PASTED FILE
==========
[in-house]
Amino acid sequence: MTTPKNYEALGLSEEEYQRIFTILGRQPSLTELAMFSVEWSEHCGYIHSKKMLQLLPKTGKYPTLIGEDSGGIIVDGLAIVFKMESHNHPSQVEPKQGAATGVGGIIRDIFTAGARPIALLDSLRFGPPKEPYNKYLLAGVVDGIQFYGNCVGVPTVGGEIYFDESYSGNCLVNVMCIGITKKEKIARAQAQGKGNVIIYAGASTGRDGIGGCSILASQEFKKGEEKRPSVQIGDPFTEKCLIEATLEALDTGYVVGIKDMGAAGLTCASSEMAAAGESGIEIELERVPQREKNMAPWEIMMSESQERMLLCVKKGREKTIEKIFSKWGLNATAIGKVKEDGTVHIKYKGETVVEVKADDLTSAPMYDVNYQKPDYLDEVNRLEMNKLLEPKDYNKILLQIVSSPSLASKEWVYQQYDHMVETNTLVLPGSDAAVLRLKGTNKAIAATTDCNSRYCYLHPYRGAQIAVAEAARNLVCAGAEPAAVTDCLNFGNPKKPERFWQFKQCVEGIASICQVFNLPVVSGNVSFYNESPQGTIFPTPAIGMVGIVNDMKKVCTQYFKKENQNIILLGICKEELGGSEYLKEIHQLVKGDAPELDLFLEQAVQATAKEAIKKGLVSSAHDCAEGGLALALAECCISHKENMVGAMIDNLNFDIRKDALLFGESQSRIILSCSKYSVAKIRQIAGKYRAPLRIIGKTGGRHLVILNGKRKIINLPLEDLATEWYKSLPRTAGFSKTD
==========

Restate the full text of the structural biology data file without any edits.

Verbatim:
[in-house]
Amino acid sequence: MTTPKNYEALGLSEEEYQRIFTILGRQPSLTELAMFSVEWSEHCGYIHSKKMLQLLPKTGKYPTLIGEDSGGIIVDGLAIVFKMESHNHPSQVEPKQGAATGVGGIIRDIFTAGARPIALLDSLRFGPPKEPYNKYLLAGVVDGIQFYGNCVGVPTVGGEIYFDESYSGNCLVNVMCIGITKKEKIARAQAQGKGNVIIYAGASTGRDGIGGCSILASQEFKKGEEKRPSVQIGDPFTEKCLIEATLEALDTGYVVGIKDMGAAGLTCASSEMAAAGESGIEIELERVPQREKNMAPWEIMMSESQERMLLCVKKGREKTIEKIFSKWGLNATAIGKVKEDGTVHIKYKGETVVEVKADDLTSAPMYDVNYQKPDYLDEVNRLEMNKLLEPKDYNKILLQIVSSPSLASKEWVYQQYDHMVETNTLVLPGSDAAVLRLKGTNKAIAATTDCNSRYCYLHPYRGAQIAVAEAARNLVCAGAEPAAVTDCLNFGNPKKPERFWQFKQCVEGIASICQVFNLPVVSGNVSFYNESPQGTIFPTPAIGMVGIVNDMKKVCTQYFKKENQNIILLGICKEELGGSEYLKEIHQLVKGDAPELDLFLEQAVQATAKEAIKKGLVSSAHDCAEGGLALALAECCISHKENMVGAMIDNLNFDIRKDALLFGESQSRIILSCSKYSVAKIRQIAGKYRAPLRIIGKTGGRHLVILNGKRKIINLPLEDLATEWYKSLPRTAGFSKTD